Desert Locust Fact File
Locusts are related to grasshoppers and have large legs to help with jumping around.
On their back they have large wings used for flying.
Coloration differs between solitary and gregarious individuals. The solitary individuals are colored greenish as a nymph and adults are greyish.
Gregarious morph individuals are pinkish as nymphs and yellow as adults.
A desert locust will measure up to 60mm (2.25in) long. They weigh in around 2g (0.07oz).
Desert locusts will feed on leaves, shoots, flowers, fruit, seeds, stems and bark. Almost all types of plant can be eaten. They eat a range of crops grown by humans and can become a pest.
Each day an adult desert locust will eat as much as its own body weight in food each day.
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Desert locusts are found across northern Africa, the Middle East and Asia. Outside of plague periods they will live in 30 countries. When swarming they may expand their range out across 60 countries.
Populations have been reported to reach parts of Europe with some travelling as far as the United Kingdom.
They make their home in savanna, dry grasslands and semi-desert habitats.
Eggs are deposited in to damp soil. This behavior is the reason that they swarm following periods of heavy rainfall as more egg laying sites are available.
Each female will lay between 95 and 158 eggs. Solitary females lay less eggs than gregarious females. During their short lifespan females will lay three clutches.
As they grow the desert locust will go through several stages. At each of these they will shed their outer covering known as the exoskeleton with a new, slightly larger one growing underneath. Each time they complete this they may increase their size by 1/3.
Nymphs hatch from their egg after 10-65 days. They spend the next 24 to 95 days in the non-flying nymph stage before developing in to the winged adult.
Adults mature and are ready to lay eggs one month after they complete their final molt.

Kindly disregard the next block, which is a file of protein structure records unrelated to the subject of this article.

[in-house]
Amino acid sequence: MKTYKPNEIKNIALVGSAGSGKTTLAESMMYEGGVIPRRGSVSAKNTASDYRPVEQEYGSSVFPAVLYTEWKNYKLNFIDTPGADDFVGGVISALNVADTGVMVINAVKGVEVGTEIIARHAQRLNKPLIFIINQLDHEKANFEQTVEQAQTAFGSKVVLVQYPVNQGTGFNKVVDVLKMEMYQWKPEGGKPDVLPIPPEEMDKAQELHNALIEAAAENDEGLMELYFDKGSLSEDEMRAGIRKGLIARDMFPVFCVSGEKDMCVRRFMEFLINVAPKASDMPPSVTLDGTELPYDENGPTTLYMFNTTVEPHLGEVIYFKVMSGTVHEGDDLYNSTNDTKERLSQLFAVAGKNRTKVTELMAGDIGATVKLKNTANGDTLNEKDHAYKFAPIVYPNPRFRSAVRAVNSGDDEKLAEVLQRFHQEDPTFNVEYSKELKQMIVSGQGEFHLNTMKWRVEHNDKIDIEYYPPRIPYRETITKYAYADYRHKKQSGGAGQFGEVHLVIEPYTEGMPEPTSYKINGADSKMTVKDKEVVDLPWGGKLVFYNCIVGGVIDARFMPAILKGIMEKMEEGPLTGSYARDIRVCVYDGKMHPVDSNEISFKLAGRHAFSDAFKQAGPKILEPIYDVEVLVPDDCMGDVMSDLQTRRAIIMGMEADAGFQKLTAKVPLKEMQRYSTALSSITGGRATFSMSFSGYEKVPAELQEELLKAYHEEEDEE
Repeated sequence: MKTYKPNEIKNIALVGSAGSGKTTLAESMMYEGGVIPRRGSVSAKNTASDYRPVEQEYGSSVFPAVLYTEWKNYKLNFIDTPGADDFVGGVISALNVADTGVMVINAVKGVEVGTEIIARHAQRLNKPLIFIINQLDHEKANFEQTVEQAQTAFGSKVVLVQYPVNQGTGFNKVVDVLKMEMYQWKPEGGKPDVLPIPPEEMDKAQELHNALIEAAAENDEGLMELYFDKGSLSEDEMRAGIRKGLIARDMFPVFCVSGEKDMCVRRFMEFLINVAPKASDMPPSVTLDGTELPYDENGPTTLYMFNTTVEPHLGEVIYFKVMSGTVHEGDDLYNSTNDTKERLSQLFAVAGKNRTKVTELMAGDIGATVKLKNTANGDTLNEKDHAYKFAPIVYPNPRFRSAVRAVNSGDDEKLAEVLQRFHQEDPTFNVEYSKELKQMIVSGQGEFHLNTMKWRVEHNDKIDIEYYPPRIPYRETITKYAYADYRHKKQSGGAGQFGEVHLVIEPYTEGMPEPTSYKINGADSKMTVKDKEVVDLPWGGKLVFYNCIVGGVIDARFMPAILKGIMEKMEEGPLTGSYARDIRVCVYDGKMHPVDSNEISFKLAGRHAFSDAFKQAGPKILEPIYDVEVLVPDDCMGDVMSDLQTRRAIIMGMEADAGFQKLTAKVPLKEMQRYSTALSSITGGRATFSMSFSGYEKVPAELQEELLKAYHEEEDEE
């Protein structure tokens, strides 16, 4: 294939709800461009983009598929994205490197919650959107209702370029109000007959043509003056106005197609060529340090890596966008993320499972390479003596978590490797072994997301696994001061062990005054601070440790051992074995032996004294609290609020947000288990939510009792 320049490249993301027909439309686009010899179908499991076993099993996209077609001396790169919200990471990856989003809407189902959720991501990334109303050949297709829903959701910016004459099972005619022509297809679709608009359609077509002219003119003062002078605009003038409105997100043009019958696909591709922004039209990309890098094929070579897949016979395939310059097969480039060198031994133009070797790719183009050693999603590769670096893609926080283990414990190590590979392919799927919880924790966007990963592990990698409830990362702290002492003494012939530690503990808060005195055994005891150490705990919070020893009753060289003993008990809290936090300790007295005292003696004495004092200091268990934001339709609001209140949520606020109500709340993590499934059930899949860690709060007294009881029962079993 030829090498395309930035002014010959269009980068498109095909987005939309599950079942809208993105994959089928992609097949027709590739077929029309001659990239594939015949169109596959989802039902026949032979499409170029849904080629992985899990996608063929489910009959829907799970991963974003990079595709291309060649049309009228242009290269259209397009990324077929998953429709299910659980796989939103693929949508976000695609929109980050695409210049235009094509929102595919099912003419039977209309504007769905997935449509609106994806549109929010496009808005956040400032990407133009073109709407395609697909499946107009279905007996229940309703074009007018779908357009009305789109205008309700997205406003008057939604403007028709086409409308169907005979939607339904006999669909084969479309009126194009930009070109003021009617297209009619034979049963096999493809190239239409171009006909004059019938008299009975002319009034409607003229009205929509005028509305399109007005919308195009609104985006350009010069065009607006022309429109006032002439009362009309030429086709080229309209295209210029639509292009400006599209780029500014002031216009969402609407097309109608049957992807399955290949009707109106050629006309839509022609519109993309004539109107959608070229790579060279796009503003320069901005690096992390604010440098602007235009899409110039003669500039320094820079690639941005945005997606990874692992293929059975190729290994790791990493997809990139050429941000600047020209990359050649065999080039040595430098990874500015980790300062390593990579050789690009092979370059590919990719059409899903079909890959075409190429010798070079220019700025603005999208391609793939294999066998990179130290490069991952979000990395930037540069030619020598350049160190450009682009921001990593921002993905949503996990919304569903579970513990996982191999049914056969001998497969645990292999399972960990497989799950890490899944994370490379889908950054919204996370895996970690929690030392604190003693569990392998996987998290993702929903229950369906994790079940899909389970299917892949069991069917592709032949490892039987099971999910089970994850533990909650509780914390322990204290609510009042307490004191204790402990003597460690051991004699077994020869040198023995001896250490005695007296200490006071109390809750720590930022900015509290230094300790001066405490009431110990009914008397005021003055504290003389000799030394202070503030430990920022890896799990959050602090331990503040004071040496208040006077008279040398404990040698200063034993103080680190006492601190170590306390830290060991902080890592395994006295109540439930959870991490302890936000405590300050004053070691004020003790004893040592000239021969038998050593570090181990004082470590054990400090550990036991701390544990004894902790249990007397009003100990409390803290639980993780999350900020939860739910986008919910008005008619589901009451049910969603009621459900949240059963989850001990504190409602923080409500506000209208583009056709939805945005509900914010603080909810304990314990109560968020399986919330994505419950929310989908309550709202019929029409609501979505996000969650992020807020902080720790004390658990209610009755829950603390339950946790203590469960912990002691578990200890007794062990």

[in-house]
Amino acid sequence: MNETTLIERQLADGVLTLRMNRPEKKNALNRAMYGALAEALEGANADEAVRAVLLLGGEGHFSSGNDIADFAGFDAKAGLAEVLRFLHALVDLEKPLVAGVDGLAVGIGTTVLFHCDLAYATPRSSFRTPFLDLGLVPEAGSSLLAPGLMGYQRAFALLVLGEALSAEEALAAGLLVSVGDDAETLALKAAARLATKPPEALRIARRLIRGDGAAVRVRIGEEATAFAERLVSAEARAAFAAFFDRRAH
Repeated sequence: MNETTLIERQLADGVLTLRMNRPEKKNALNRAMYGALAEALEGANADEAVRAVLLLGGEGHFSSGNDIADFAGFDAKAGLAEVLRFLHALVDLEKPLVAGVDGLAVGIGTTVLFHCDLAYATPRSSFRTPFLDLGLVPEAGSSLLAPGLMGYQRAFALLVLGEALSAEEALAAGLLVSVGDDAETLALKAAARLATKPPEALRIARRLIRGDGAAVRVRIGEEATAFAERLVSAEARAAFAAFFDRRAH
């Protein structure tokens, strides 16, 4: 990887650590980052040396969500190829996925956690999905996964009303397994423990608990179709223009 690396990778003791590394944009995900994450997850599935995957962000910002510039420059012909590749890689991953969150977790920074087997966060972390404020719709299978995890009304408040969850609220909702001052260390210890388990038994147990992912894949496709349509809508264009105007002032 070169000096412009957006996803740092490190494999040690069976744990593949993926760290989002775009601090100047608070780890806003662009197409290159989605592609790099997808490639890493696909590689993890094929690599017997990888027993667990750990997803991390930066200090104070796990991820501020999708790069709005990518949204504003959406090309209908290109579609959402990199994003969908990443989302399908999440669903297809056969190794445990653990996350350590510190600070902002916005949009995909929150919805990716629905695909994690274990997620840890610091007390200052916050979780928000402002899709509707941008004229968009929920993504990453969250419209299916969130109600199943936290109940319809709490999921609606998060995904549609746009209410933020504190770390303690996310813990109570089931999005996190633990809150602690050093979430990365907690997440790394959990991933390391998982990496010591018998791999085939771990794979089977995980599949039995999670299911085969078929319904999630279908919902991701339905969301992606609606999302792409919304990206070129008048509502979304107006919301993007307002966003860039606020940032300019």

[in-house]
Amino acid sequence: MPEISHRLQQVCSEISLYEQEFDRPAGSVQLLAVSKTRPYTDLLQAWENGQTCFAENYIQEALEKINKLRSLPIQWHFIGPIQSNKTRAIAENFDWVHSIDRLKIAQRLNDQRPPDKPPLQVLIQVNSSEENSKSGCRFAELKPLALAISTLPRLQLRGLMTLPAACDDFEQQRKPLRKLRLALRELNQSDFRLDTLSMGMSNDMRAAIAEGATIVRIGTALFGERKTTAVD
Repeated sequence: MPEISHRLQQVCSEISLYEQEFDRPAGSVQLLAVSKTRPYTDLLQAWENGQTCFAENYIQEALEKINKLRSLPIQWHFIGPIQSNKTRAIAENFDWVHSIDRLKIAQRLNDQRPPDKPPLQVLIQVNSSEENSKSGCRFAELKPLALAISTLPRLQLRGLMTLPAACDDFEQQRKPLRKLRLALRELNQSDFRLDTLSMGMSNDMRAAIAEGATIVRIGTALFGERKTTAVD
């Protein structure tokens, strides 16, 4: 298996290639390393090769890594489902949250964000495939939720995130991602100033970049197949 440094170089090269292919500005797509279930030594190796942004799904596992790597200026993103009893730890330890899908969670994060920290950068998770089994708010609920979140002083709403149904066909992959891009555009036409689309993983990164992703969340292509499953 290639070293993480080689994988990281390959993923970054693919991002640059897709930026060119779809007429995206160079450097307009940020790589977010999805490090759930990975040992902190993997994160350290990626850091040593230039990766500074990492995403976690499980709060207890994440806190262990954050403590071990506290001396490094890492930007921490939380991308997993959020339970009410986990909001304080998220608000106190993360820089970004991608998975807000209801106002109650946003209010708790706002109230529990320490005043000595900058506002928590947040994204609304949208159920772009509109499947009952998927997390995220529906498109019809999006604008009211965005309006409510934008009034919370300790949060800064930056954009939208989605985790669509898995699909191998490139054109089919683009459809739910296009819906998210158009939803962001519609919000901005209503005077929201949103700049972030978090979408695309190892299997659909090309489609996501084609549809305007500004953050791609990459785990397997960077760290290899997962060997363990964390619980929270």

Desert locusts can fly at speeds of between 16 and 19km/h (10-11.8mph). Only adult individuals are capable of flying.
When conditions are good the desert locust will form large swarms. These tend to form after heavy rainfall or cyclones. These plague swarms may include as many 40 to 80 million individuals.
There are two different possible lifestyles for a desert locust. They can either be solitary or gregarious. The shift is prompted by a dry period which forces them together. When the rains return they breed quickly.
Predators and Threats
Swarming locusts will destroy large amounts of crops in a short period.
In many areas the desert locust is seen as a food source especially during the periods where they will swarm.
They are bred in captivity to be used to feed captive animals such as reptiles.
Desert locusts present the largest economic impact of any locust species.
Each day a swarm of locusts can consume enough food to feed 35,000 people.
Joachim Frische, CC BY-SA 3.0 <https://creativecommons.org/licenses/by-sa/3.0>, via Wikimedia Commons
Micha L. Rieser, Attribution, via Wikimedia Commons
Amada44, CC BY-SA 3.0 <https://creativecommons.org/licenses/by-sa/3.0>, via Wikimedia Commons
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Food and Agriculture Organization of the United Nations. 2021. Desert Locust. [online] Available at: <http://www.fao.org/locusts/en/> [Accessed 4 May 2021].
iNaturalist. 2021. Desert Locust (Schistocerca gregaria). [online] Available at: <https://www.inaturalist.org/taxa/198928-Schistocerca-gregaria> [Accessed 4 May 2021].
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